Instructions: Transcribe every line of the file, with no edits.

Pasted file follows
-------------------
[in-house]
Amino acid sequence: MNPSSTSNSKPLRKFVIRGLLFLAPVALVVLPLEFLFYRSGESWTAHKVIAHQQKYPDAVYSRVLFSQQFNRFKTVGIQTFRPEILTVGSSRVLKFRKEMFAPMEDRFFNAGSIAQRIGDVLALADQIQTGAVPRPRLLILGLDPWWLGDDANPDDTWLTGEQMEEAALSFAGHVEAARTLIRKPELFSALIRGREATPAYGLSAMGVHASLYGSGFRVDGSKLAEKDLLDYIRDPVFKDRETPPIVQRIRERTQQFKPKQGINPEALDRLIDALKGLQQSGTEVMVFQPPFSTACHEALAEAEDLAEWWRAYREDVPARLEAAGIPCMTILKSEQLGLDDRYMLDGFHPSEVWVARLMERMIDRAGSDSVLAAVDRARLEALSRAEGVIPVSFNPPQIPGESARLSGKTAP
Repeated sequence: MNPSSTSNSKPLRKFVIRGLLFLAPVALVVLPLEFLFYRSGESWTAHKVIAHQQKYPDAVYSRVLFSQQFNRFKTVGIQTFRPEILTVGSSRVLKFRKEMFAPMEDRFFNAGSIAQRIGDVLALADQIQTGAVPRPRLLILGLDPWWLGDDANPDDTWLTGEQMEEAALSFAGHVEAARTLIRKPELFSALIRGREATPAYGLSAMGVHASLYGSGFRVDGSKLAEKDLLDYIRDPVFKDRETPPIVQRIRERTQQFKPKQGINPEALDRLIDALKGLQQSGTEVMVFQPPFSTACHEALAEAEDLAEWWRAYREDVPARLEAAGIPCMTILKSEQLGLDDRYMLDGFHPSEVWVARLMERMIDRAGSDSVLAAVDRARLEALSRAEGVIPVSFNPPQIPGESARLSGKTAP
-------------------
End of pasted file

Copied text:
[in-house]
Amino acid sequence: MNPSSTSNSKPLRKFVIRGLLFLAPVALVVLPLEFLFYRSGESWTAHKVIAHQQKYPDAVYSRVLFSQQFNRFKTVGIQTFRPEILTVGSSRVLKFRKEMFAPMEDRFFNAGSIAQRIGDVLALADQIQTGAVPRPRLLILGLDPWWLGDDANPDDTWLTGEQMEEAALSFAGHVEAARTLIRKPELFSALIRGREATPAYGLSAMGVHASLYGSGFRVDGSKLAEKDLLDYIRDPVFKDRETPPIVQRIRERTQQFKPKQGINPEALDRLIDALKGLQQSGTEVMVFQPPFSTACHEALAEAEDLAEWWRAYREDVPARLEAAGIPCMTILKSEQLGLDDRYMLDGFHPSEVWVARLMERMIDRAGSDSVLAAVDRARLEALSRAEGVIPVSFNPPQIPGESARLSGKTAP
Repeated sequence: MNPSSTSNSKPLRKFVIRGLLFLAPVALVVLPLEFLFYRSGESWTAHKVIAHQQKYPDAVYSRVLFSQQFNRFKTVGIQTFRPEILTVGSSRVLKFRKEMFAPMEDRFFNAGSIAQRIGDVLALADQIQTGAVPRPRLLILGLDPWWLGDDANPDDTWLTGEQMEEAALSFAGHVEAARTLIRKPELFSALIRGREATPAYGLSAMGVHASLYGSGFRVDGSKLAEKDLLDYIRDPVFKDRETPPIVQRIRERTQQFKPKQGINPEALDRLIDALKGLQQSGTEVMVFQPPFSTACHEALAEAEDLAEWWRAYREDVPARLEAAGIPCMTILKSEQLGLDDRYMLDGFHPSEVWVARLMERMIDRAGSDSVLAAVDRARLEALSRAEGVIPVSFNPPQIPGESARLSGKTAP